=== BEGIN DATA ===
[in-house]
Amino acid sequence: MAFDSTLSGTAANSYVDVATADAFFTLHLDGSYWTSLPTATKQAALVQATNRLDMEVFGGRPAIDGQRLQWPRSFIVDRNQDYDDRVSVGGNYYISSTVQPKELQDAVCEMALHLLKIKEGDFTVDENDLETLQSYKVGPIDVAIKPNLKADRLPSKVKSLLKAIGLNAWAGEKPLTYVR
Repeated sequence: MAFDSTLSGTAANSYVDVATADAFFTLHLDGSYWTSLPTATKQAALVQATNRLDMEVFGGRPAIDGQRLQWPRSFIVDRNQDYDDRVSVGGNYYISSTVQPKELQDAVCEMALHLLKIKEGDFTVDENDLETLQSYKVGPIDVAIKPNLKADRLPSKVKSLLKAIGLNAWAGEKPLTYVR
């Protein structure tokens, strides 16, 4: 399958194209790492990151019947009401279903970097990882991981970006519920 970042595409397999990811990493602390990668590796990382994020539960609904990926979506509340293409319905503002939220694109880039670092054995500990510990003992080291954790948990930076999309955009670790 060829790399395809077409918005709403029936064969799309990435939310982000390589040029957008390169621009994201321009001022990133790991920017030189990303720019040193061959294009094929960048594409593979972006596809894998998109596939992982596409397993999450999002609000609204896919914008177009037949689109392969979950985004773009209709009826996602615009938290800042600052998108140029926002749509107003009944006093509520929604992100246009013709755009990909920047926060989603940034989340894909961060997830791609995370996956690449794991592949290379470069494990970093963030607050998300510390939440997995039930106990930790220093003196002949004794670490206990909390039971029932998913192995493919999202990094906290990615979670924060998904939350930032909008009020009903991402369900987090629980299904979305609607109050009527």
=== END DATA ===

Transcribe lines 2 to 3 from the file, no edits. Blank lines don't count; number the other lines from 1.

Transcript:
Amino acid sequence: MAFDSTLSGTAANSYVDVATADAFFTLHLDGSYWTSLPTATKQAALVQATNRLDMEVFGGRPAIDGQRLQWPRSFIVDRNQDYDDRVSVGGNYYISSTVQPKELQDAVCEMALHLLKIKEGDFTVDENDLETLQSYKVGPIDVAIKPNLKADRLPSKVKSLLKAIGLNAWAGEKPLTYVR
Repeated sequence: MAFDSTLSGTAANSYVDVATADAFFTLHLDGSYWTSLPTATKQAALVQATNRLDMEVFGGRPAIDGQRLQWPRSFIVDRNQDYDDRVSVGGNYYISSTVQPKELQDAVCEMALHLLKIKEGDFTVDENDLETLQSYKVGPIDVAIKPNLKADRLPSKVKSLLKAIGLNAWAGEKPLTYVR